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Effects of live parliament broadcasts on the public knowledge, attitude and perception in Kenya : an assessment of Ruiru Town households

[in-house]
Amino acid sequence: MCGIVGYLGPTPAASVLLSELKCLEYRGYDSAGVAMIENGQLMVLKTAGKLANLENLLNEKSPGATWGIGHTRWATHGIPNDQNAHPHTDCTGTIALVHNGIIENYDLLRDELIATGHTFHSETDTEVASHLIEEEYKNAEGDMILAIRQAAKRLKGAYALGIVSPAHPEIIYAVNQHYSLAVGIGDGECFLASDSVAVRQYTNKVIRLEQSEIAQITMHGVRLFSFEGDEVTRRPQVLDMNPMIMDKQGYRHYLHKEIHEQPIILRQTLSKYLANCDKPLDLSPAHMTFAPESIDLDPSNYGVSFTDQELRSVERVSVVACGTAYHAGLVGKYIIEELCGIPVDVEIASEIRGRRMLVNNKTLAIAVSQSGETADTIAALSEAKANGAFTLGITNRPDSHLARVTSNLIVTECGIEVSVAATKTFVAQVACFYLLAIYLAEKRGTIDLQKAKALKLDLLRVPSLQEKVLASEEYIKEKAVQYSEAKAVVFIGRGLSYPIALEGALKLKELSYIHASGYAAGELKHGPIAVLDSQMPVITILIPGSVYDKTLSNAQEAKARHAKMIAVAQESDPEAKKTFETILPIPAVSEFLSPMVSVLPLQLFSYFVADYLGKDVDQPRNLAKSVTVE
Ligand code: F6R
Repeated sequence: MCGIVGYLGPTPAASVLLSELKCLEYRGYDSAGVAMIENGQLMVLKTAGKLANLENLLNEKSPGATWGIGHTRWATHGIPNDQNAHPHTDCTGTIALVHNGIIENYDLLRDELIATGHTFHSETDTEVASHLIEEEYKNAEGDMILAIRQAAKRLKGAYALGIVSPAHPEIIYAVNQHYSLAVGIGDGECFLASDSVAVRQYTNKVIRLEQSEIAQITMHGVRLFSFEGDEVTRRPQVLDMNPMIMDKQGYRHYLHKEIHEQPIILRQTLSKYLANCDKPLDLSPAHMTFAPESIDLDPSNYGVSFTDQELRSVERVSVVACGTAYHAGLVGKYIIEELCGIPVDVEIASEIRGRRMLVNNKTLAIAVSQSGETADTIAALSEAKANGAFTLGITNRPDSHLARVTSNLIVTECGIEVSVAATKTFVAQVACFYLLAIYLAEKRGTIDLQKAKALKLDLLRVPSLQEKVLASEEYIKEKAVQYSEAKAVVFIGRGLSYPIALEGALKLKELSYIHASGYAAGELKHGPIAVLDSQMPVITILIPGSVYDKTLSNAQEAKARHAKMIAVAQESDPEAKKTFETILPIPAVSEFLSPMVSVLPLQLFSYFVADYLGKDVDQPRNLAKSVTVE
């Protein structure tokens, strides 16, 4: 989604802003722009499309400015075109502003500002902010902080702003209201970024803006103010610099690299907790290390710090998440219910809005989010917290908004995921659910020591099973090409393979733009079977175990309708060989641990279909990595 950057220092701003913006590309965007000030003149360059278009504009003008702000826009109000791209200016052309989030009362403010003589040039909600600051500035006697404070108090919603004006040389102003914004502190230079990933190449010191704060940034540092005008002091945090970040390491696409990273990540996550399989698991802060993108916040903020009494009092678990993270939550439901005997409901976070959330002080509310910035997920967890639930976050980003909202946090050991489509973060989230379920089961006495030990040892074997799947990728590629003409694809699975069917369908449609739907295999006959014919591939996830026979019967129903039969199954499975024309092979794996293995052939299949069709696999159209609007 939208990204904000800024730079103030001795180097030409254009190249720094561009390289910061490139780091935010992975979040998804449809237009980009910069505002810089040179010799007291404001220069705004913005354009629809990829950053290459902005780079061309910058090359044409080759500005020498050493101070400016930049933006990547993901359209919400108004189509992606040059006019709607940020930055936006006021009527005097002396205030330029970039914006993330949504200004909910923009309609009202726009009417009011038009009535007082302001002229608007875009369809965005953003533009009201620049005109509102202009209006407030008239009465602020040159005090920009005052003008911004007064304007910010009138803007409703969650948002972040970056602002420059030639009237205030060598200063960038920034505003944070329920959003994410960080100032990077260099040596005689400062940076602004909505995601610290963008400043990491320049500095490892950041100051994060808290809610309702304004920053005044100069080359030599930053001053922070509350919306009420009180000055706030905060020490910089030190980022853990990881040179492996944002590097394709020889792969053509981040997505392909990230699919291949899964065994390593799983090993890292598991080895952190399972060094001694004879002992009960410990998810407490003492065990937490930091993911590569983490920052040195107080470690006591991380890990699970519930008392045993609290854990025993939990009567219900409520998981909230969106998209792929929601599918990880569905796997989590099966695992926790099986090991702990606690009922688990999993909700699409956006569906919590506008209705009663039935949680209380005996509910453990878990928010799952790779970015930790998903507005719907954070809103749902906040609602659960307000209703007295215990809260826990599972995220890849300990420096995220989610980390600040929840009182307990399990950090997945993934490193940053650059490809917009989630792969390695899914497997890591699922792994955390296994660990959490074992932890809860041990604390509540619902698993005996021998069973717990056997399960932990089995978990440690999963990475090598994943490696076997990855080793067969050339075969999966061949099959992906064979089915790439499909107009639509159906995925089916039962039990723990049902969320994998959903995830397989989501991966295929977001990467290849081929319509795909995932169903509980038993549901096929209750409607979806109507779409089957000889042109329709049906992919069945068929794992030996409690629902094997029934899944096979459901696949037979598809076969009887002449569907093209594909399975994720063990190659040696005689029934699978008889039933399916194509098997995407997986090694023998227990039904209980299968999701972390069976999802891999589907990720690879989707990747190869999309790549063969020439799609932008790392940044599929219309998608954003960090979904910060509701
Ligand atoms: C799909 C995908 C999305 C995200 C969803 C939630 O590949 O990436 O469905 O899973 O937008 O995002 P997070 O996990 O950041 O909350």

Author: Wandera, Alfred Sanday

Awarding University: University of Nairobi, Kenya

Level : MA

Year: 2012

Holding Libraries: University of Nairobi Jomo Kenyatta Memorial Library ;

Subject Terms: Effects/Politicians/Parliaments/Broadcasting/Social impact/Public opinion/Perceptions/Ruiru, Kenya ;

Abstract: